Ace steel guitar man, famed producer (U2, Bob Dylan, Peter Gabriel, Neil Young) and ambient music trailblazer Daniel Lanois’ latest solo album Flesh and Machine is just out on Anti- Records. It’s what you’d call one of those artistic rebirth sorts of things. Lanois is a bit fed up with the old ways of making music; he wanted to use new sounds to say something genuinely new and relevant about what is happening on our planet.
In conversation with L.A. Weekly, Lanois explained how Flesh and Machine is a soundtrack for "ferocious times."
Flesh and Machine dives into brave new worlds of sound with brash blends of beauty and boldness.
It began as more of a conventional song thing, but as I started building my sounds and garnishing the songs, all of that started sounding more interesting to me than the songs. [Laughs] So I abandoned the core of the matter and went with the toppings.
This was a process of deconstruction. While processes aren’t new to me — I’ve done this a lot on other people’s records and with [Brian] Eno over the years — I decided that this was possibly entering into new sonic territory.
Once I decided that that’s what the record was going to be, I was able to shed that skin of preconception, and I decided to be as inventive as I can be and try and take people on a journey, the way I remember records did when I was a kid — you know, you’d put on an album and trip out to it and feel like a different person after listening.
The artificial aspect of your music-making — the way it’s sculpted post-recording — is part of the heart of the matter.
It is flesh and machine. You know, I still walk the same tightrope I’ve always walked. I’ve got all my equipment to think about and I’ve got people to think about, and ultimately I want to make soul music.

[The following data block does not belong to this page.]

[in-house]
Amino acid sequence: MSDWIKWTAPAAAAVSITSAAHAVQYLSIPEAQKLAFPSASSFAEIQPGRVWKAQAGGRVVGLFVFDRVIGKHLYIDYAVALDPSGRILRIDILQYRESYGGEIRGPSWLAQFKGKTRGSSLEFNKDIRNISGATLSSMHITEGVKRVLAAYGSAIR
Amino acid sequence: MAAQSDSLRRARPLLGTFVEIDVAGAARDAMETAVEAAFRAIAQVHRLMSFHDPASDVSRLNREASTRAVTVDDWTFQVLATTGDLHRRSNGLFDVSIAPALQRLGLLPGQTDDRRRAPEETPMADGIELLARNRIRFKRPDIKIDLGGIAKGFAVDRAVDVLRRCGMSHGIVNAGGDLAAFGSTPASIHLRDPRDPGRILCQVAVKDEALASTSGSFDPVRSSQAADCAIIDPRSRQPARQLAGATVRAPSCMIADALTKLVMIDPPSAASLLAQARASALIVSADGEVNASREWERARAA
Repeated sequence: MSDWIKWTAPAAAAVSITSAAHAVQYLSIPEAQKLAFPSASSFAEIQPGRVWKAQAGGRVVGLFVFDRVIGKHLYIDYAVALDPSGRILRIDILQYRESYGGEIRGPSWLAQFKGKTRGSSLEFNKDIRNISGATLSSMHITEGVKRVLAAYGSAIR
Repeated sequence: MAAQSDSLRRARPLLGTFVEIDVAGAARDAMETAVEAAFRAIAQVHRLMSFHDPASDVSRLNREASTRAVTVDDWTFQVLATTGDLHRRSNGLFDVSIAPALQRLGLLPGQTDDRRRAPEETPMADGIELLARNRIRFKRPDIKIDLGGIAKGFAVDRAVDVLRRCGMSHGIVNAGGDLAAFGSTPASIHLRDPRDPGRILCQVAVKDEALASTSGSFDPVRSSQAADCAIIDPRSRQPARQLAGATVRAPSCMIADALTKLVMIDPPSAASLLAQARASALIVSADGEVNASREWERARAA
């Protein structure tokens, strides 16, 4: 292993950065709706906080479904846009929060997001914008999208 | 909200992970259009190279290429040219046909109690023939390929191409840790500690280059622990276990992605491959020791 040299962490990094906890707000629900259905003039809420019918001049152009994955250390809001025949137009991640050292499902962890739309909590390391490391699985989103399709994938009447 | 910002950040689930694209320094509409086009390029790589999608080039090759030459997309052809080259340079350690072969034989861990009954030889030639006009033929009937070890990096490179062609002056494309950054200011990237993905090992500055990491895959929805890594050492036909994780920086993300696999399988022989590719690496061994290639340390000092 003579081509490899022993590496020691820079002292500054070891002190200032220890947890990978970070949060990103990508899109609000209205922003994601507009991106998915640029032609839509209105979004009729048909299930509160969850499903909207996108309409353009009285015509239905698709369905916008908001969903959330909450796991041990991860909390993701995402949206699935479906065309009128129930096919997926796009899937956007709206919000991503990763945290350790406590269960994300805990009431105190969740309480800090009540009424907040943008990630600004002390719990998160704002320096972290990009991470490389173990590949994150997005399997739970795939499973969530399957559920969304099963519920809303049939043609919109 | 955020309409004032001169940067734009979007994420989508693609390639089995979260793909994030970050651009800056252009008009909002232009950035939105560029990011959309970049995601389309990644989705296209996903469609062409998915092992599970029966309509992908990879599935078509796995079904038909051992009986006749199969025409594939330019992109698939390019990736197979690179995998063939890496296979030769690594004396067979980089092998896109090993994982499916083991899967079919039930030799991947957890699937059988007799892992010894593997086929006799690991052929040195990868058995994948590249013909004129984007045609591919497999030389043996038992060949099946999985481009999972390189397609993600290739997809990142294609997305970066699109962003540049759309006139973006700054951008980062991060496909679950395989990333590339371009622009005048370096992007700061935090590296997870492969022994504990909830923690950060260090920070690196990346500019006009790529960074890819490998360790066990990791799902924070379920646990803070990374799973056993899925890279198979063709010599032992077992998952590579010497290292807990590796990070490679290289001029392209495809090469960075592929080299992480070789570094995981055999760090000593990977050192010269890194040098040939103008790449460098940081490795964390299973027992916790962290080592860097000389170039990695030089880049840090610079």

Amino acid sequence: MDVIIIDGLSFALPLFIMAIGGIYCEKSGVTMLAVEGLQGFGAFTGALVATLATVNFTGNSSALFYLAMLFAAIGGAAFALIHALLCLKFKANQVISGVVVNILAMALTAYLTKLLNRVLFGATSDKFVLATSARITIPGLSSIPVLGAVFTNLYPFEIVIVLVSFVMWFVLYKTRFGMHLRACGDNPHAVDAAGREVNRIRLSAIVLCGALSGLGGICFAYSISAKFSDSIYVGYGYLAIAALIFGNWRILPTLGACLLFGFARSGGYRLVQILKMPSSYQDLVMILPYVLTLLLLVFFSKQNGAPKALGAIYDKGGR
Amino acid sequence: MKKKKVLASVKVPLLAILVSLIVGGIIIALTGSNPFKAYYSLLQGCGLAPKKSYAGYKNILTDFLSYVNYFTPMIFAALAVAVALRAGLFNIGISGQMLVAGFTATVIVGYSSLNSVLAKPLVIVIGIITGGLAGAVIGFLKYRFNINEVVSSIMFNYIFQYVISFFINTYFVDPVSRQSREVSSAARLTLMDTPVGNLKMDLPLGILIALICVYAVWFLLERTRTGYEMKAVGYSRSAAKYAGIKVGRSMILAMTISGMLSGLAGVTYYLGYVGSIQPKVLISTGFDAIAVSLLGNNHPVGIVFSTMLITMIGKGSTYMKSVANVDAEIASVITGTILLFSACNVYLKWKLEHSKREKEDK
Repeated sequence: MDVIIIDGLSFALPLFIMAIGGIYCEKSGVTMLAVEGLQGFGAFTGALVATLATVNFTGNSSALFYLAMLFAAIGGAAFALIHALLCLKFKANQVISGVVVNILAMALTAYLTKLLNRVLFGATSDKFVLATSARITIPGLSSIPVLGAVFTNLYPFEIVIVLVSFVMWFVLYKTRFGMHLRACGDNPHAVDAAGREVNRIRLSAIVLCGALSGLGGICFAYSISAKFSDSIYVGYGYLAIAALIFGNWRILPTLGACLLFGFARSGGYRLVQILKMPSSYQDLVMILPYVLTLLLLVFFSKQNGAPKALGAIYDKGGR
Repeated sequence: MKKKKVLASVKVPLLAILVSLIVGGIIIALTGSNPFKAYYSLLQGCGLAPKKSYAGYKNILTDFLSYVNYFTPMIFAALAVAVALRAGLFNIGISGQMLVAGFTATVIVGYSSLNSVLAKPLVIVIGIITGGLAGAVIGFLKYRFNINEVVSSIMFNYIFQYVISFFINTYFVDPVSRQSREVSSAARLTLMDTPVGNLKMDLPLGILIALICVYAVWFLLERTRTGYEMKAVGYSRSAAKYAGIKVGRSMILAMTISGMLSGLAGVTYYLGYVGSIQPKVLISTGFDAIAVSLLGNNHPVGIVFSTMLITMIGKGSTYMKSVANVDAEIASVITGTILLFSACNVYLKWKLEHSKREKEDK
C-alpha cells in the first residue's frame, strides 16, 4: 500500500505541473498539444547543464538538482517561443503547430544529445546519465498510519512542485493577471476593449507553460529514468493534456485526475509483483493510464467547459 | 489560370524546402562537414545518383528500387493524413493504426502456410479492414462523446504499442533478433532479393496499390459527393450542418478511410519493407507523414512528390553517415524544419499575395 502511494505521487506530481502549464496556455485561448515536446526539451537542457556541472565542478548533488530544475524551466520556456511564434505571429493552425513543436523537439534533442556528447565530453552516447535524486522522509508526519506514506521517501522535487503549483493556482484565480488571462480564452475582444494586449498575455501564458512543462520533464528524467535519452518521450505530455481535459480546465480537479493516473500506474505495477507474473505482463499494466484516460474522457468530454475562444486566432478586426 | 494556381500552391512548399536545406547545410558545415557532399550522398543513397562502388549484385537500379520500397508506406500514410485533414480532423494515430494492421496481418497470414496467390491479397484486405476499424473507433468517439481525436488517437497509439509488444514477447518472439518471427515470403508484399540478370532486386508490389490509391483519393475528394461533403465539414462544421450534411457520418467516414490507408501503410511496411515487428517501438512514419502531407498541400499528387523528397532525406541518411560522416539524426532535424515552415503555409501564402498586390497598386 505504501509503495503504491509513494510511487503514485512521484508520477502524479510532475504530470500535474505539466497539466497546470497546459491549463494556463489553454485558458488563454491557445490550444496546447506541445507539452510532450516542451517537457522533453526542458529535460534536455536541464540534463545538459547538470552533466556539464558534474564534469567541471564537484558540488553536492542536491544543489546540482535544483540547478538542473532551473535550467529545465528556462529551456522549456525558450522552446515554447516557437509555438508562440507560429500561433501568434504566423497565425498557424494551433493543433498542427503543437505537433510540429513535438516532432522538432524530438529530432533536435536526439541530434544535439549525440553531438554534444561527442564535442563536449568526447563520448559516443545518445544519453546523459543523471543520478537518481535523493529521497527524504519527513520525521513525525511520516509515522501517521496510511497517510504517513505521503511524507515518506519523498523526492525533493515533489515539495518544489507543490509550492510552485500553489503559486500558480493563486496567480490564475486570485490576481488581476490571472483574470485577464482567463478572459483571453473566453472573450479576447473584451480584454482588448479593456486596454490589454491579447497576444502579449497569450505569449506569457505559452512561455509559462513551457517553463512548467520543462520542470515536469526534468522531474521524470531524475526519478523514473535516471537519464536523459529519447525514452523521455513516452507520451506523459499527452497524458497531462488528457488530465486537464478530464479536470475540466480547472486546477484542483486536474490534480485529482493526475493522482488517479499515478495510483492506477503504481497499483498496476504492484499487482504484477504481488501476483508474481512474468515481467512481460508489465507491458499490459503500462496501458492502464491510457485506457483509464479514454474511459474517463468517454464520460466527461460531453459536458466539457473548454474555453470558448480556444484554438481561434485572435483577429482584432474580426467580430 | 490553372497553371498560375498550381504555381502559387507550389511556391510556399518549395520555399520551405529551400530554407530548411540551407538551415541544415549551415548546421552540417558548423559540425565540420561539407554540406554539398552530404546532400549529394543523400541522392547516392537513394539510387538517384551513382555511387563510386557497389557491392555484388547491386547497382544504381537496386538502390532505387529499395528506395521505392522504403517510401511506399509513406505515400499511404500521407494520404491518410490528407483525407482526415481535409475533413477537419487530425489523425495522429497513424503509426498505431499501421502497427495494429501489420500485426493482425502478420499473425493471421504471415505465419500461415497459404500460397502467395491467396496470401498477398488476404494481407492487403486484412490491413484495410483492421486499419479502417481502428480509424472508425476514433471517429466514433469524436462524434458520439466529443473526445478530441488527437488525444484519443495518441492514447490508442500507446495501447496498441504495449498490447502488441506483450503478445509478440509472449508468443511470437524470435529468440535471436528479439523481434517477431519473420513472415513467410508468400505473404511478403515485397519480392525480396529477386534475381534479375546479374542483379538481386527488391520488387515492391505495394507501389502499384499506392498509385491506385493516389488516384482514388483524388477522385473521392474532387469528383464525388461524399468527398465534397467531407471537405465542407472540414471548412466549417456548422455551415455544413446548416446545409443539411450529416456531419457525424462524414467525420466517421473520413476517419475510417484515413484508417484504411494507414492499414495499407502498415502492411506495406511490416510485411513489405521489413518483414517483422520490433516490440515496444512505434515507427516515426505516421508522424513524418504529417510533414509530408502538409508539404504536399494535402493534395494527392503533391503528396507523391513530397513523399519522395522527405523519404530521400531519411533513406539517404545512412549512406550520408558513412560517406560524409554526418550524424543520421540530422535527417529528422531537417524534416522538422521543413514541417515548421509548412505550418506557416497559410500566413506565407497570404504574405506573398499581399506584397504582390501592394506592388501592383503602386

How much editing and processing was involved post-recording?
Editing is necessary if you choose to be a collage artist. Look at the way Bob Dylan works with his lyrics. I’ve seen Bob juggle some of his couplets around from song to song, and it’s just part of it — not that you want to self-edit to the point of suffocating yourself, but it’s part of the nurturing of works that you don’t want to just roll out buckets of debris; you want to make sure that you tidy up your shop, and that your best works are the ones that are seen or heard, ultimately.
Why make this record now? Were you feeling at an artistic impasse?
Yeah, I’m sure everybody goes through it. That’s what life provides us as we grow and change. I’m still the French Canadian kid that wrote some French folk songs, you know, but those were written a long time ago, and they were true to me then — they’re true to me now — but I can’t make those now because I’m a different person now.
Plus, I’m seeing the studio as a different thing now; I’m not separating the studio from the stage anymore. The rig that you’d see in my studio I’m taking on the road with me, and we’re going to go find a new way to communicate. I’m not abandoning my laboratory, but I’m not going to go and sit in a chair and make a record in Europe for two years straight. I think all that’s antiquated and I don’t want to have any part of it.
I want to invent, but I’m going to be inventing with my live rig; I see it as the tip of an iceberg. I’m just trying to get to that place where I’m excited about my work and I’m stepping into the future with it.
How does your current musical outlook reflect the tenor of the times? Does topicality enter into your musical equation?
Hey man, we’re all living in the same times together, and we can’t turn a blind eye. I’m Canadian and I have a feel for my native compadres up there... pipelines going in and extracting petroleum from the tar sands and a lot of disrespect to the beautiful nature of our land there.
The track “Sioux Lookout” is a contemporary note of cry, a cry for balance, and I made an effort to mix humans with animals in it as a reminder that we have relatives to think about –– we have the winged people, the water people, the four-legged people and the humans, and the humans can’t be tromping everything all the time.
There’s a wild track on the album called “The End,” with all the bombing and ripping sounds.
I see that as a protest song. You try and imagine what it’s like to be in a war zone as a young kid and looking at this madness and wondering how it all came to be. The fire that lives in such a person’s heart I hope is represented in that track. These are ferocious times, and we’ve all gotta be more ferocious.
Who is your audience? What does this new music wish to achieve?
I’m not Miley Cyrus. I respect and appreciate the corner that I come from, and my criteria remains the same: I want to take people on a journey with my sonics. But most importantly, I want them to feel an emotion from them, and perhaps even cause a listener to change a little something about their life.
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Daniel Lanois performs at El Rey on Sunday, Nov. 16. More info available here.